History and aesthetic of computer animation and virtual reality. Notes on Los Angeles in the 1980s and the computer animation community of that time. Miscellaneous commentary on the archaeology of the cold war, as well as notes on the esoteric knowledge as it manifests in popular culture, cinematic theory, the hollow earth, espionage, corruption in civic governance, the aesthetics of conspiracy theories, the failure of the cultural myth and other related topics.
Friday, February 8, 2013
Real Time Programmable Shaders and Me
[or is it "... and I" ?]
As part of my Solari Sign simulation, I
am working through more of the learning curve on Open GL shader
language, e.g. GLSL or programmable shaders.
It is pretty cool but it sure is
There is a list of things you have to
get through that are arcane in the extreme before you can do basic
programmable shaders: compiling, linking and running shaders,
creating and setting uniform variables, creating and using texture
maps, figuring out the relationship between traditional Open GL and
the new programmable shader paradigm, and so forth. As with so many
things in Open GL, going from the documentation to real applications
is not well documented or self-explantory. The list goes on and on,
and when you need to add a new feature, you have to be prepared to
dive into the bits for days before you emerge.
But once you build up an infrastructure
to make these things manageable, then it is a lot like writing
shaders in Renderman circa 1988, but in real time.
And real time is fun.
For example, out of frustration with an
object that was relentlessly invisible no matter what I did, I mapped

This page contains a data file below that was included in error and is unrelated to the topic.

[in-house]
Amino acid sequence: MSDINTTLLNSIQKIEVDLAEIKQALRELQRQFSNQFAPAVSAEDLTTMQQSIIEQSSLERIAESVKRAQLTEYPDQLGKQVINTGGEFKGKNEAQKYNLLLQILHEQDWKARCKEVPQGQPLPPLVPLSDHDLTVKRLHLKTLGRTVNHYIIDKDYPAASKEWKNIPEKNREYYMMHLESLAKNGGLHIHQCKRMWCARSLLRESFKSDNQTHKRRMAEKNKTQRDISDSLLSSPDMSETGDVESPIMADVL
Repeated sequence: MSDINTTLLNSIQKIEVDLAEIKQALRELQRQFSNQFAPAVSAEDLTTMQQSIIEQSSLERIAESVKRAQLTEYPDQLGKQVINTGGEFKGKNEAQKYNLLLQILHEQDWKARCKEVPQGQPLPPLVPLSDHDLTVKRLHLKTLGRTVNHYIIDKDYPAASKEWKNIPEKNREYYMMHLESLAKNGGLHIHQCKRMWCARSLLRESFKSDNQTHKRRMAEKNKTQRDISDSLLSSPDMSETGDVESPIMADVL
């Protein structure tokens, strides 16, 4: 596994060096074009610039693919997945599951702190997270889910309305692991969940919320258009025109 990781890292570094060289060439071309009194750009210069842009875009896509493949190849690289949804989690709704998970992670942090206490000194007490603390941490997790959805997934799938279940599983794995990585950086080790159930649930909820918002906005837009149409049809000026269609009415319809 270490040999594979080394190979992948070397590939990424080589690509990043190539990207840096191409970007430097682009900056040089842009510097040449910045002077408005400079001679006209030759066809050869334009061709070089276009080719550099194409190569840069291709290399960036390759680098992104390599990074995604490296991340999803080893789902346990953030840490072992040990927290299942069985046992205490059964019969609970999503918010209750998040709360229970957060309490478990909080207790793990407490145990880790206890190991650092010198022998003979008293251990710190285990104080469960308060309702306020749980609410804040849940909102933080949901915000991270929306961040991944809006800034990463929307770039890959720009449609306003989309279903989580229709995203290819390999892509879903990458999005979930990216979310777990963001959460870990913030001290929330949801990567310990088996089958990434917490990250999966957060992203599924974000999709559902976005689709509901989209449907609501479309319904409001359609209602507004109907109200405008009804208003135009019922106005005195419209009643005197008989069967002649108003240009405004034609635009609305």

a texture map variable I had been calculating left over from a
previous test. To my amazement, I picked up the texture map from
the last digit of a digital clock I had running on the display. Only
in this case it was mapped on an object that filled the screen, and
it was changing every second.
Its soft because the preloaded texture
maps are 128x128 but that could be easily fixed.
Anyway, I think NVIDIA or someone
should do the following:
1. Document the relationship between
Open GL and GLSL with modern examples.
2. Write and document a toolkit, maybe libglsl, that
lets one do basic GLSL functionality at a slightly higher level. If no one else has done it, I may do it.
Such things as: read shaders from disk
and compile into a program, defining and setting
uniform variables, loading and
enabling texture maps, etc.
3. Create a good implementation of
noise, classic or simplex, and make it available.
There is an implementation of noise
that looks very good online, but it is 10 pages of
code and its days of work to transfer
it to your program. That is less work than it would
be if you had to write it from
As for using real time graphics for work directly in motion picture filmmaking, in other words, as final footage, that will only work for certain kinds of graphics. For visual effects and most final animation such things as advanced filtering, motion blur and global illumination is either required or highly desirable.
For a very low budget film of course, anything is possible.